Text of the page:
This article is about Anchor Tonguing (also known as K-Tongue Modified) for trumpet playing.
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What Anchor Tonguing / KTM is, what it’s supposedly good for, and a few suggestions for incorporating Anchor Tonguing / K-Tongue Modified into your own playing.
The author Anchor-Tongues.
To Begin: Be Wary of Vowel Shapes!
We are going to experiment with some word/vowel/mouth-shapes throughout this article. Before we do that though, please watch the following 20 second video on the sound “Ta.”
For some reason, when I say the word, “tea,” the “t” sound is made with the tip of the tongue against the roof of the mouth (exhibit A). But when I say, “some tacos,” the “t” sound is made with the middle of the tongue against the roof of the mouth (exhibit B).
Keep that in mind. Since you’re capable of making generally the same “ta” sound with different tongue strokes, vowels can be somewhat unreliable on their own as a teaching aid.
To Understand Anchor Tonguing & K-Tongue Modified…
…Read the following sentence aloud at your normal reading speed:
“Let’s go eat some tacos.”
Now read it again, a little slower, and pay attention to your tongue; specifically these parts…
“Let’s go eaT some TAcos.”
The “T” at the end of the word “eaT” is close to what some might call “traditional” articulation.
The tip, or front part of the tongue is hitting the roof of the mouth somewhere behind the top teeth. It might hit right at the gum line, it might hit a little further back. The main point is that the front of the tongue is hitting the roof of the mouth at or near (behind) the top row of teeth.
Anchor Tonguing / K-Tongue Modified
When I say, “some tacos” the “ta” is made with the middle, fat part of the tongue against the roof of the mouth. This movement is close to what’s called Anchor-Tonguing, or the K-Tongue Modified.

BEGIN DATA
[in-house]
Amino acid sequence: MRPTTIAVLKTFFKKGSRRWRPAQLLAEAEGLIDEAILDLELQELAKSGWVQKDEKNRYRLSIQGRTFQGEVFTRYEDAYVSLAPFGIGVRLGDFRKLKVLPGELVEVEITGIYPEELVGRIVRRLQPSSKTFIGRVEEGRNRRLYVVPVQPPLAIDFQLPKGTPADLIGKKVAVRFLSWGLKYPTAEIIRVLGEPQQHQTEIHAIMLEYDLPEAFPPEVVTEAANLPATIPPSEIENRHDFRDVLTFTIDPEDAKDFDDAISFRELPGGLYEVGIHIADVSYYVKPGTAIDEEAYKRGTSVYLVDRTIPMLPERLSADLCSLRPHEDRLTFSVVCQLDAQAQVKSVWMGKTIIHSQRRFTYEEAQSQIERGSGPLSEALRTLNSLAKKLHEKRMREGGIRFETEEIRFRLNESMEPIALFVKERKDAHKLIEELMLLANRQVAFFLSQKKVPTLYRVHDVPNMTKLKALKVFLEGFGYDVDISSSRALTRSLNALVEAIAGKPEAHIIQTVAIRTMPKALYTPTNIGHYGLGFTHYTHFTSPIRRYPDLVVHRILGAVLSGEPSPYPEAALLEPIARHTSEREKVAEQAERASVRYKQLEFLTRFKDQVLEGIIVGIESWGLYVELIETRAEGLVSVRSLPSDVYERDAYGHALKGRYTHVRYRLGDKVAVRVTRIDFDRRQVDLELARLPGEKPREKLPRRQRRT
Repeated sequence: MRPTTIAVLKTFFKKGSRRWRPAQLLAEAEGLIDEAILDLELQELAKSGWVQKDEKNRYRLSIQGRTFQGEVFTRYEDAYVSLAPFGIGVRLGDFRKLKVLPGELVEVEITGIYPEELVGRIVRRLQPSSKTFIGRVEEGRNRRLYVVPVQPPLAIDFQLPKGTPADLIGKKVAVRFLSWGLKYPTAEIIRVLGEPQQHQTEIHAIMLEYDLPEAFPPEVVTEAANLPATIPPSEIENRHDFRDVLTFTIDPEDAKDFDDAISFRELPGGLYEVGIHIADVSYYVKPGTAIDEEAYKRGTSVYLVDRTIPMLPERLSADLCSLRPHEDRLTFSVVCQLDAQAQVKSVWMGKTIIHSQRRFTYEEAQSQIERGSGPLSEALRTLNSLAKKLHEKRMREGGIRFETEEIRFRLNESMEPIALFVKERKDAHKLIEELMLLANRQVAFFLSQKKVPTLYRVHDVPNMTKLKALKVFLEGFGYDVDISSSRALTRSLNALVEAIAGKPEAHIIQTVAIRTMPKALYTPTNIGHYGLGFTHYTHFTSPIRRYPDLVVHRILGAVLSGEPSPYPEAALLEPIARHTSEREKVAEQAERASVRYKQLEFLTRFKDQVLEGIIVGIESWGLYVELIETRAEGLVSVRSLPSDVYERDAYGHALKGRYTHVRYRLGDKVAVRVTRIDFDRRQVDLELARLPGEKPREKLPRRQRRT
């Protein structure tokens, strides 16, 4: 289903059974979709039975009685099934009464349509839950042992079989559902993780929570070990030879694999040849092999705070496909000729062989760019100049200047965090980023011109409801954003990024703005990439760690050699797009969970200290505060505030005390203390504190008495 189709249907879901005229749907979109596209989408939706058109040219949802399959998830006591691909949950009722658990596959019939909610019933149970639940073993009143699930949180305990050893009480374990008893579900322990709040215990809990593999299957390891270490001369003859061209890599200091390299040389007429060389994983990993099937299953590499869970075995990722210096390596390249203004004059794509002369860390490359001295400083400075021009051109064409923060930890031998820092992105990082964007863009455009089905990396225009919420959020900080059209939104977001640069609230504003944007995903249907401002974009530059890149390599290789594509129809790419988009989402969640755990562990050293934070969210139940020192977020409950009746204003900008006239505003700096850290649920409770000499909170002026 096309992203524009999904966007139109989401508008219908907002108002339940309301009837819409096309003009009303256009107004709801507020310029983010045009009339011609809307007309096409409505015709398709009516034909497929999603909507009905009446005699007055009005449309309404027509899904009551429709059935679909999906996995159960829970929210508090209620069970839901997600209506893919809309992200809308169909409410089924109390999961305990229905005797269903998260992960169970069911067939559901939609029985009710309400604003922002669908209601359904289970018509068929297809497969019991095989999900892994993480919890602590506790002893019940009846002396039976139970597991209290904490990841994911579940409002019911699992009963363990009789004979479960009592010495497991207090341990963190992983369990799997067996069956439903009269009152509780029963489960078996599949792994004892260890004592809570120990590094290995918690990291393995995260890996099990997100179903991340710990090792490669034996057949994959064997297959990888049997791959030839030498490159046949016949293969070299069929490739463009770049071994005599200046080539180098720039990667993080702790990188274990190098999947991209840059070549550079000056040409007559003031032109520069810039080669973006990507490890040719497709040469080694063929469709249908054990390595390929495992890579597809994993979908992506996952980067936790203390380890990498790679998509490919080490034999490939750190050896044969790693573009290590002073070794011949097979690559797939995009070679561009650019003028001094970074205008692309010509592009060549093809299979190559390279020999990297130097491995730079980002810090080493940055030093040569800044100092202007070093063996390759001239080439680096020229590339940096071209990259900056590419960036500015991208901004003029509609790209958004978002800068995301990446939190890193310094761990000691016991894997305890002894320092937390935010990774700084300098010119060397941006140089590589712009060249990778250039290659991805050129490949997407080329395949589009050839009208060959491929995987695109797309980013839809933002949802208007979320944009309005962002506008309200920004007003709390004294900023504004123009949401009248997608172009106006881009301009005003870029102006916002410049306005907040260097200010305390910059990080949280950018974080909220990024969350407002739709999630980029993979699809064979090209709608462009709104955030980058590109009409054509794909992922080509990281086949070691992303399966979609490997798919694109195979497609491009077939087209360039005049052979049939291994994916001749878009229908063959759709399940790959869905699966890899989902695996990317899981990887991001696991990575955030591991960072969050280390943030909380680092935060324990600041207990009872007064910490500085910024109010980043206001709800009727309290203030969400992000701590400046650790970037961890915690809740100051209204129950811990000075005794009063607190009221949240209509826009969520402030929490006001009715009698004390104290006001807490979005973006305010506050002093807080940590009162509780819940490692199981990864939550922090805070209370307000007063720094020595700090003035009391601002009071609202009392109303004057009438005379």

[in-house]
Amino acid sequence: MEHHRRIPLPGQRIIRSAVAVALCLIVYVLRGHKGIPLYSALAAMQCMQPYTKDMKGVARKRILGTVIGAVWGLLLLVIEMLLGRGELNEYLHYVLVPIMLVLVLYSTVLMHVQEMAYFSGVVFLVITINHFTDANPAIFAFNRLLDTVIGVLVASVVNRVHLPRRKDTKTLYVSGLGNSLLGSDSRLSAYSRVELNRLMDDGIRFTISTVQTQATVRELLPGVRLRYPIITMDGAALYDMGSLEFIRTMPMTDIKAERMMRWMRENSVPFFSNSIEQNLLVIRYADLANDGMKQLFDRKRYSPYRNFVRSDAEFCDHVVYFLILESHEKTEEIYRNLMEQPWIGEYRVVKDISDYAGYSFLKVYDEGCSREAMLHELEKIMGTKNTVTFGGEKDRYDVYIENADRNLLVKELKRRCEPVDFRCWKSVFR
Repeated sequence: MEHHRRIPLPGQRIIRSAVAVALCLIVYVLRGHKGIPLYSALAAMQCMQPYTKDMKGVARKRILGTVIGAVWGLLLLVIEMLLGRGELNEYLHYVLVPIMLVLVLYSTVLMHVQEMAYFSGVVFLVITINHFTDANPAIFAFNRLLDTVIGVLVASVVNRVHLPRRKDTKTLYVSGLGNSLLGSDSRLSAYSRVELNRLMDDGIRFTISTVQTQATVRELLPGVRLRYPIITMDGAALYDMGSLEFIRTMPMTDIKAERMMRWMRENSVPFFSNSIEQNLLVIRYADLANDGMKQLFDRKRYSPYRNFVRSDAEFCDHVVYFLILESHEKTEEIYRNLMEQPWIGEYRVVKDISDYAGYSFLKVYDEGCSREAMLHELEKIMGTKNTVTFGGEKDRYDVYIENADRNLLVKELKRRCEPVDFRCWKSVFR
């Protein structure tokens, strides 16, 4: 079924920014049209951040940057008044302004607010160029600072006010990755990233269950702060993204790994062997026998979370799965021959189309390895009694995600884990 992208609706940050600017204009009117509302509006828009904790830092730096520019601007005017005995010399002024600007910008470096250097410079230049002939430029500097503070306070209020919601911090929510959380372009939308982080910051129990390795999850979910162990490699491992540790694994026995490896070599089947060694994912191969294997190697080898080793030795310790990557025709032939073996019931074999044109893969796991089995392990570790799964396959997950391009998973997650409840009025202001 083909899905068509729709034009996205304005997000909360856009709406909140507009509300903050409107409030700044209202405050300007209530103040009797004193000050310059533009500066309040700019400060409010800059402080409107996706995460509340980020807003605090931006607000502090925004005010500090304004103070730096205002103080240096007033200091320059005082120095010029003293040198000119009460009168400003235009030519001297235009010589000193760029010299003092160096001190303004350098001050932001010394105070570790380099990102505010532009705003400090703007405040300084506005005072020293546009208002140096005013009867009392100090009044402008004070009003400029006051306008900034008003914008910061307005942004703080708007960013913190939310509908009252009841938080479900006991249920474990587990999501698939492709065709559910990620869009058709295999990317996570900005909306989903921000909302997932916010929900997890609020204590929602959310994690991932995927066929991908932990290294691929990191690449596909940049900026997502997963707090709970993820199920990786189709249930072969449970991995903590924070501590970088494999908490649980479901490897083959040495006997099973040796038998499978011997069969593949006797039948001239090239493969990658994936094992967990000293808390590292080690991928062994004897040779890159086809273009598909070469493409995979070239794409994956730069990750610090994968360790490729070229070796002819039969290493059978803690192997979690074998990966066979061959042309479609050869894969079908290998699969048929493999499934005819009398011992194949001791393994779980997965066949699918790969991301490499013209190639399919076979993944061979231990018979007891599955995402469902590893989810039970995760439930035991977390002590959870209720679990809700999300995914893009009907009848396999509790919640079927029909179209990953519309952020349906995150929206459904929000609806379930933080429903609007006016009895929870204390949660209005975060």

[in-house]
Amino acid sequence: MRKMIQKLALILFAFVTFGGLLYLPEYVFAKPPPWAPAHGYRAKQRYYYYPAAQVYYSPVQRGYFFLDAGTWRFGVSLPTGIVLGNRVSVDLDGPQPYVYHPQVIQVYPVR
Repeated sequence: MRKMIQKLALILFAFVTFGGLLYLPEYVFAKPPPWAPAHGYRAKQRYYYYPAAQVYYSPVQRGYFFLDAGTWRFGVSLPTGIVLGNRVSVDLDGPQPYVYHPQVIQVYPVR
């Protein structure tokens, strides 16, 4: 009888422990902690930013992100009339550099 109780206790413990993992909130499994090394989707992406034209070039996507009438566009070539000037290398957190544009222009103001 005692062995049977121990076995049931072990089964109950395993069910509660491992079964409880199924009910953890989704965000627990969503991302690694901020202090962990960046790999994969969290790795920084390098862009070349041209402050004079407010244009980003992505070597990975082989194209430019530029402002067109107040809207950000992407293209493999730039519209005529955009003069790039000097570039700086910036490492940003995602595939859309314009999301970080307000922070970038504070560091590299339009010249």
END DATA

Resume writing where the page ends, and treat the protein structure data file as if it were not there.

Now say the sound “ka” or “car.” Notice that the articulation is made by the back, fat part of the tongue. Making the “K” sound in this way is what’s referred to as the “K-Tongue,” usually in regards to Double and Triple-Tonguing.
The “modification” from K-Tonguing to Anchor-Tonguing is that the articulation, while still happening with the center (left to right), fat part of the tongue, is striking further forward (toward teeth) on the roof of the mouth. The similarities between K-Tonguing and Anchor Tonguing is why Claude Gordon called it “K-Tongue Modified” in his publication Brass Playing is No Harder than Deep Breathing.
It’s been awhile since I read the book, but remember it as a good read. Importantly for myself and a few others I’ve come across, the text gave a name to something we were doing naturally (KTM), and is often misunderstood by players and educators alike.
Anchor or Buoy?
The tongue resting behind the bottom teeth is what’s referred to as the “anchor.” While playing with an Anchor-Tongue set, the tip of the tongue remains set behind the bottom teeth during most normal playing as dictated by the musician’s technical development.
Contrary to what the name may imply, the front of the tongue is not forcibly “held down” or “pressed in,” but rather, when learned, more “floating” behind the bottom teeth. You can get a good feel for this by pronouncing the “eau” part of the world “beautiful.”
Anchor Tonguing vs the Tongue-Controlled Embouchure (TCE)
You may stumble across something online called the “Tongue-Controlled Embouchure.”
As far as I know, the guy who codified TCE is Jerome Callet, in his program “Superchops.” And from what I can tell, the main difference between TCE and Anchor Tonguing / KTM is that with TCE, the tongue passes over the bottom teeth to make direct contact with the lower lip. In this way the tongue helps to maintain the position of the lower lip and aperture set.